In his annual State of the Commonwealth address, Governor Terry McAuliffe emphasized the need to reorient the state’s approach to education and training to meet the demands of a 21st Century workplace.
“If we are going to prepare students for the jobs of today and create the jobs of tomorrow, we must fundamentally change the way we think about education,” McAuliffe said.
Pivotal to that strategy is a proposal to infuse Virginia’s Community Colleges with $25 million so they can produce more industry certifications and occupational licenses.
According to a recent study, Virginia must fill an estimated 1.5 million jobs by the year 2022. While as many as two-thirds of those jobs will require postsecondary education, most will not require a bachelor’s degree. Instead, businesses will seek applicants who hold associate’s degrees and or industry-recognized certifications.
In addition to a funding formula, the governor’s proposal would require a plan that provides for progress reports to ensure that high-demand workforce credential goals are being met and that state-supported industry certifications and licenses are aligned with business and industry needs so that more Virginians can access well-paying jobs.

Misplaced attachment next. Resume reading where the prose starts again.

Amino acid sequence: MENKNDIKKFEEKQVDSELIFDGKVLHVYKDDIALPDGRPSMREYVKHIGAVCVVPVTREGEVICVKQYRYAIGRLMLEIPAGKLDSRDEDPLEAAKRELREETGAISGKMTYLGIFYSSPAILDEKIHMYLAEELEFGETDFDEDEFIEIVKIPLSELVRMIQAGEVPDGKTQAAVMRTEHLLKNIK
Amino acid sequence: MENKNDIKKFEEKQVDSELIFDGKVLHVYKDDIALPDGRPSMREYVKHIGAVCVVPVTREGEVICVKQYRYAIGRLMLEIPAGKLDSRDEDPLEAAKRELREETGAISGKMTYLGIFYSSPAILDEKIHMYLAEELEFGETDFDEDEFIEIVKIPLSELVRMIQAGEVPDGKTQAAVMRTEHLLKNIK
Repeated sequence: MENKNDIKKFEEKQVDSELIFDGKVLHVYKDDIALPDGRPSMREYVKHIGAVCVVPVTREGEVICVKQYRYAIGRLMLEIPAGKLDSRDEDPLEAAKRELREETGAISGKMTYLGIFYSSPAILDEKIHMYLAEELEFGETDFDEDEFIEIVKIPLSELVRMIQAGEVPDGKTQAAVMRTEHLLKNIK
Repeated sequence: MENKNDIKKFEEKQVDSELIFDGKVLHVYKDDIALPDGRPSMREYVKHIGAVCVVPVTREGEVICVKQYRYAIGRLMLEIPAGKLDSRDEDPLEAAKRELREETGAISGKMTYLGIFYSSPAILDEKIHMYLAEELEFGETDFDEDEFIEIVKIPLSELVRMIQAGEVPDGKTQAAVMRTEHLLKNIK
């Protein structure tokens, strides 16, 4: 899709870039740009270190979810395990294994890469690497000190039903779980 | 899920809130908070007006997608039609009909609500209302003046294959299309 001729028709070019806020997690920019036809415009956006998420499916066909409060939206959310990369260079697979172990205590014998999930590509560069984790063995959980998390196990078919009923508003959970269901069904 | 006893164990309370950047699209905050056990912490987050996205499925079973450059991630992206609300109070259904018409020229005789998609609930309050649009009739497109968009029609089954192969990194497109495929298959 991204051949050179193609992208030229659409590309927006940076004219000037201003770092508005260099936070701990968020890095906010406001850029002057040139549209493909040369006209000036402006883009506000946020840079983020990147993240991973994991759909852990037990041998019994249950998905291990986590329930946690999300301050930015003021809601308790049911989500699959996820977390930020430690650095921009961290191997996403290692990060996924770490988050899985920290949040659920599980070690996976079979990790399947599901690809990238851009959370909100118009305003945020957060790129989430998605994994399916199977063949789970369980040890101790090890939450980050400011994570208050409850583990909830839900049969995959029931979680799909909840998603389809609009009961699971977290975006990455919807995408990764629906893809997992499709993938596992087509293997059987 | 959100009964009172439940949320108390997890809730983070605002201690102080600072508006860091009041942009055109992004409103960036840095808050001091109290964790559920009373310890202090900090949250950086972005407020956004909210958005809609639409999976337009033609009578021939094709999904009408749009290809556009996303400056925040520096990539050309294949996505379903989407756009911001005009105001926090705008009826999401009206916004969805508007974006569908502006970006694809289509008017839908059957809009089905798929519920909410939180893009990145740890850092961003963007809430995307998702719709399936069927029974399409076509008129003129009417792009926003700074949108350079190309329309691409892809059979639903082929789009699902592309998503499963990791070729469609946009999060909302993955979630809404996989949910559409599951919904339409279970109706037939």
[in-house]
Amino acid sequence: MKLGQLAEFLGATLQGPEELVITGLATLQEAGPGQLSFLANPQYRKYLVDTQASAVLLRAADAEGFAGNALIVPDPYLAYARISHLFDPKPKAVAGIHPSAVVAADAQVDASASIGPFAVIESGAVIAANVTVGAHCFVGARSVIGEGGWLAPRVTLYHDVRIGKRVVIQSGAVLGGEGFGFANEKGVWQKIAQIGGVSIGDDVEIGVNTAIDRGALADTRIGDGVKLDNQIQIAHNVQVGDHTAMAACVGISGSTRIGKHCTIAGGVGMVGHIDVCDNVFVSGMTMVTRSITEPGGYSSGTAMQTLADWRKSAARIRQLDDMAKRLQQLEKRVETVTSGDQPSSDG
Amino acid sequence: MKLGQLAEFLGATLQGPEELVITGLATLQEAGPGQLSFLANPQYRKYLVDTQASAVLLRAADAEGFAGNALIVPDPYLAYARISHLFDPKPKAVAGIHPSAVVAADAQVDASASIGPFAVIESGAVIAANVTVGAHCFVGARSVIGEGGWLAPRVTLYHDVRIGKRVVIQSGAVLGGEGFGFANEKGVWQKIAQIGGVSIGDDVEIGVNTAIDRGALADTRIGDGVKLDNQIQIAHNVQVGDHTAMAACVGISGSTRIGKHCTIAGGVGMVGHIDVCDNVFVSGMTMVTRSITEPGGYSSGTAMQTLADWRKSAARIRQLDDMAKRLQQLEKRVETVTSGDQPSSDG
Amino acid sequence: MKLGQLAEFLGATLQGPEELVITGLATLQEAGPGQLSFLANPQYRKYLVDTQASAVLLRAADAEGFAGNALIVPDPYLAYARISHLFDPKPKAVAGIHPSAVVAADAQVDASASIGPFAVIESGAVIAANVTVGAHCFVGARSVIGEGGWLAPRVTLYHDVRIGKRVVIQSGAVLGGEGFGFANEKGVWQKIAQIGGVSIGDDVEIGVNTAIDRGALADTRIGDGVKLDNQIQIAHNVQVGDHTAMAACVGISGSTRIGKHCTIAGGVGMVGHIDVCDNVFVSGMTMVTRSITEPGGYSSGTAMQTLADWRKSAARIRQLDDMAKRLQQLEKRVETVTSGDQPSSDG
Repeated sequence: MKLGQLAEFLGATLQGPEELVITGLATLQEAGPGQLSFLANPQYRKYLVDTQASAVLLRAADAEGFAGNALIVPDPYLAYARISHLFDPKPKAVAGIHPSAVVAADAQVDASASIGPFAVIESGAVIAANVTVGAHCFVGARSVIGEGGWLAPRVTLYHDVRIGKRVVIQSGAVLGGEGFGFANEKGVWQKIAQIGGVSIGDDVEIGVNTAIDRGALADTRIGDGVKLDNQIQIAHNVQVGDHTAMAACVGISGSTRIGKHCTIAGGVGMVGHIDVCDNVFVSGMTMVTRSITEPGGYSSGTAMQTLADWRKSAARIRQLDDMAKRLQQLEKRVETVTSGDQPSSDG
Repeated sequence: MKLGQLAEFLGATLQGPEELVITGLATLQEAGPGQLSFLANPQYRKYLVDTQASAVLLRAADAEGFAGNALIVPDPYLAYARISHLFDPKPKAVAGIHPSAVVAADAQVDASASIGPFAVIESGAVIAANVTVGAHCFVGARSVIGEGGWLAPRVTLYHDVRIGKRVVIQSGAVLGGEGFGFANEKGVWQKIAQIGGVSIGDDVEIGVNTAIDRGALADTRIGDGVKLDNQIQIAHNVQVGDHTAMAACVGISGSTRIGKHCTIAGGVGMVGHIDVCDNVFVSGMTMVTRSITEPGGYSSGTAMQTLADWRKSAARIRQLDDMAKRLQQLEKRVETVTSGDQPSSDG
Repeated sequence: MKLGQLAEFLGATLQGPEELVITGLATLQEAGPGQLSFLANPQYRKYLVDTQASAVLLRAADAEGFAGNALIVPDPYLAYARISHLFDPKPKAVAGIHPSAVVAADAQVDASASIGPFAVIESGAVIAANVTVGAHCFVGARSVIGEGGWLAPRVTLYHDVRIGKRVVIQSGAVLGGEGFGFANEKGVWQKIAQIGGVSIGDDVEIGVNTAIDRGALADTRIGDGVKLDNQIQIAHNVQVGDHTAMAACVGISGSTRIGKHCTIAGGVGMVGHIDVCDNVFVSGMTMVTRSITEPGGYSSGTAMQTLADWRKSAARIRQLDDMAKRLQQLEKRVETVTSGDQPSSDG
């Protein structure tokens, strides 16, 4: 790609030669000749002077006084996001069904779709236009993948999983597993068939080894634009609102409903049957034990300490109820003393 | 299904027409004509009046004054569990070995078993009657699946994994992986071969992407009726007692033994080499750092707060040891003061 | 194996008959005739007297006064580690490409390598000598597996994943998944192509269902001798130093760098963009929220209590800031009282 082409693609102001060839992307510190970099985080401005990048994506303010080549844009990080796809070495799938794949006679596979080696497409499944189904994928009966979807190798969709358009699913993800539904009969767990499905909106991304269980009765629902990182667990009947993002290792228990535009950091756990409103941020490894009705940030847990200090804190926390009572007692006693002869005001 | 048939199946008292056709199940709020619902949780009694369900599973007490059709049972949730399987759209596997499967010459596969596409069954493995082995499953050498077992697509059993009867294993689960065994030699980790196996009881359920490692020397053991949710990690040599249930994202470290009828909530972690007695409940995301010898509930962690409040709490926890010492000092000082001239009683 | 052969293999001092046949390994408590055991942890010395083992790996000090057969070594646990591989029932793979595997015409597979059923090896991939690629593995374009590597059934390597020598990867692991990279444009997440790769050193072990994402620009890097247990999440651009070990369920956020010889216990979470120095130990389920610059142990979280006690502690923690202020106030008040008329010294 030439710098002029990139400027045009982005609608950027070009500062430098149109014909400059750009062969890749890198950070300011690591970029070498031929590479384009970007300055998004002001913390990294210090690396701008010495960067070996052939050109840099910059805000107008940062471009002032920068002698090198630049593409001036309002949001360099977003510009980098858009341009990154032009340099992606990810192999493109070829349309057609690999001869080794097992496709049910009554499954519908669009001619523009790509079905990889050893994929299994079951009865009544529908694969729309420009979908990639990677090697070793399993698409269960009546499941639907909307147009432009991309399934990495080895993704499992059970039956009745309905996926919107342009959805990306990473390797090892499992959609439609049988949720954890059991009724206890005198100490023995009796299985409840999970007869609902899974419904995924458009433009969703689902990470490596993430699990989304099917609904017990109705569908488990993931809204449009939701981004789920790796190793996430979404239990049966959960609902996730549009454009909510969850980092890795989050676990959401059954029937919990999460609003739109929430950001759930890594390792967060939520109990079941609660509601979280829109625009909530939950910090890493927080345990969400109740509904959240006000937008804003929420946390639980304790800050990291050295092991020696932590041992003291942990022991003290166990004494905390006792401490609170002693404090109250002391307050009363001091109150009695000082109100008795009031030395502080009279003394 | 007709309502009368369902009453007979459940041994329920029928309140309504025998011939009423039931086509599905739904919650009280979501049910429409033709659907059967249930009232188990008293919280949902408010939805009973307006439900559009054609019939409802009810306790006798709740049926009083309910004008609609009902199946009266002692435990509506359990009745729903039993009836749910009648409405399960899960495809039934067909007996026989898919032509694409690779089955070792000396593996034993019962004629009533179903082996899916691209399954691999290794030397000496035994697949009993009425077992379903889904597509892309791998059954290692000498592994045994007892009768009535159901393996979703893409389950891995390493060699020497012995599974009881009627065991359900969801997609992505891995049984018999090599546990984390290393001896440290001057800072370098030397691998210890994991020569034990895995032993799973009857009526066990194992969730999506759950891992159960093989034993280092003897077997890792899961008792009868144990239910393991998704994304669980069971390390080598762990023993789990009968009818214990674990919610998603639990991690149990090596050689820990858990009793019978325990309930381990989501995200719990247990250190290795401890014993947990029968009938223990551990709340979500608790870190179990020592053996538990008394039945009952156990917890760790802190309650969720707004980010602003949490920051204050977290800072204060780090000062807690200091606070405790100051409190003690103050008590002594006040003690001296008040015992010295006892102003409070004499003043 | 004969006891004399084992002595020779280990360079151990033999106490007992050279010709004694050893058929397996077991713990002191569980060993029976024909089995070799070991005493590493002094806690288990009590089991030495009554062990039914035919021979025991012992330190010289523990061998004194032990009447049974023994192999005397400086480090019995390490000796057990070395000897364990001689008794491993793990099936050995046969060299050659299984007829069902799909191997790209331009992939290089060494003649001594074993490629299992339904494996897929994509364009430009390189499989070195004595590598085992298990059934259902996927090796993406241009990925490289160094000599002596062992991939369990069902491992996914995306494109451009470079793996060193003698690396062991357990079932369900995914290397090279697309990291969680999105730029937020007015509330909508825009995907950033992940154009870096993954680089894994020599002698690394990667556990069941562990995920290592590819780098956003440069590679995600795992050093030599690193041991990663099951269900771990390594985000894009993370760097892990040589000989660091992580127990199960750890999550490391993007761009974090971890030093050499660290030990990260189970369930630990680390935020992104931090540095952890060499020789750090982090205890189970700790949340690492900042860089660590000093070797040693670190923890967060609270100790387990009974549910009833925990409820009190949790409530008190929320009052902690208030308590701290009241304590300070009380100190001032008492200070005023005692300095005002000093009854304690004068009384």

Last year alone, more than 37,000 individuals received workforce credentials which are considered by many to be the pathway to Virginia’s new middle class.
“I started this job convinced that all of our Commonwealth’s challenges trace back to one essential solution: building a new Virginia economy, one that is diverse, sustainable and offers new opportunities for everyone,” McAuliffe observed. “And the progress that we are making together is a clear indication that we are on the right path to meeting those challenges and beginning a new chapter of opportunity and prosperity.”
Governor McAuliffe’s workforce proposal coincides with VCCS Chancellor Glenn DuBois’ six-year strategic plan – tripling the number of credentials awarded by Virginia’s Community Colleges by the year 2021.
The governor’s two-year, $109 billion budget proposal also designates an additional $214 million dollars for Virginia’s Community Colleges to strengthen and expand STEM and workforce programs.
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